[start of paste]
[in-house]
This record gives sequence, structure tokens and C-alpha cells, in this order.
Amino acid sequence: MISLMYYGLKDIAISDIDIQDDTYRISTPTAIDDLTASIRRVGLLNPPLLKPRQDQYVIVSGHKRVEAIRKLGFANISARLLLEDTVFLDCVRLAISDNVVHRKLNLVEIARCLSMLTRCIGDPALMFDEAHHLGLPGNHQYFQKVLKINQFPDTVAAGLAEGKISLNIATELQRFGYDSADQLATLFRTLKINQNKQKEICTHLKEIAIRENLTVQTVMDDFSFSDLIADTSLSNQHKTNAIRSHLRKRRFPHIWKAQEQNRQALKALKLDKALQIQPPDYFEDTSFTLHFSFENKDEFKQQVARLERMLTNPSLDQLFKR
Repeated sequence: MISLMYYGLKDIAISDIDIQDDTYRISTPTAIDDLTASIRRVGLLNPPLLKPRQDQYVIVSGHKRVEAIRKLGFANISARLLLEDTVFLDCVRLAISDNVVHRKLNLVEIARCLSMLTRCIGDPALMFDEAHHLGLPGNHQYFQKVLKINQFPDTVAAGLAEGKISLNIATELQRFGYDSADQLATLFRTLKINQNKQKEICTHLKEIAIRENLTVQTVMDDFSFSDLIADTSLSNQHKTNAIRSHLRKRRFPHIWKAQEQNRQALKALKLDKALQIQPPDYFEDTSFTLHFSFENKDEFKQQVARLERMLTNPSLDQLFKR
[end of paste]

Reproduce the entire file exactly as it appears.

[in-house]
This record gives sequence, structure tokens and C-alpha cells, in this order.
Amino acid sequence: MISLMYYGLKDIAISDIDIQDDTYRISTPTAIDDLTASIRRVGLLNPPLLKPRQDQYVIVSGHKRVEAIRKLGFANISARLLLEDTVFLDCVRLAISDNVVHRKLNLVEIARCLSMLTRCIGDPALMFDEAHHLGLPGNHQYFQKVLKINQFPDTVAAGLAEGKISLNIATELQRFGYDSADQLATLFRTLKINQNKQKEICTHLKEIAIRENLTVQTVMDDFSFSDLIADTSLSNQHKTNAIRSHLRKRRFPHIWKAQEQNRQALKALKLDKALQIQPPDYFEDTSFTLHFSFENKDEFKQQVARLERMLTNPSLDQLFKR
Repeated sequence: MISLMYYGLKDIAISDIDIQDDTYRISTPTAIDDLTASIRRVGLLNPPLLKPRQDQYVIVSGHKRVEAIRKLGFANISARLLLEDTVFLDCVRLAISDNVVHRKLNLVEIARCLSMLTRCIGDPALMFDEAHHLGLPGNHQYFQKVLKINQFPDTVAAGLAEGKISLNIATELQRFGYDSADQLATLFRTLKINQNKQKEICTHLKEIAIRENLTVQTVMDDFSFSDLIADTSLSNQHKTNAIRSHLRKRRFPHIWKAQEQNRQALKALKLDKALQIQPPDYFEDTSFTLHFSFENKDEFKQQVARLERMLTNPSLDQLFKR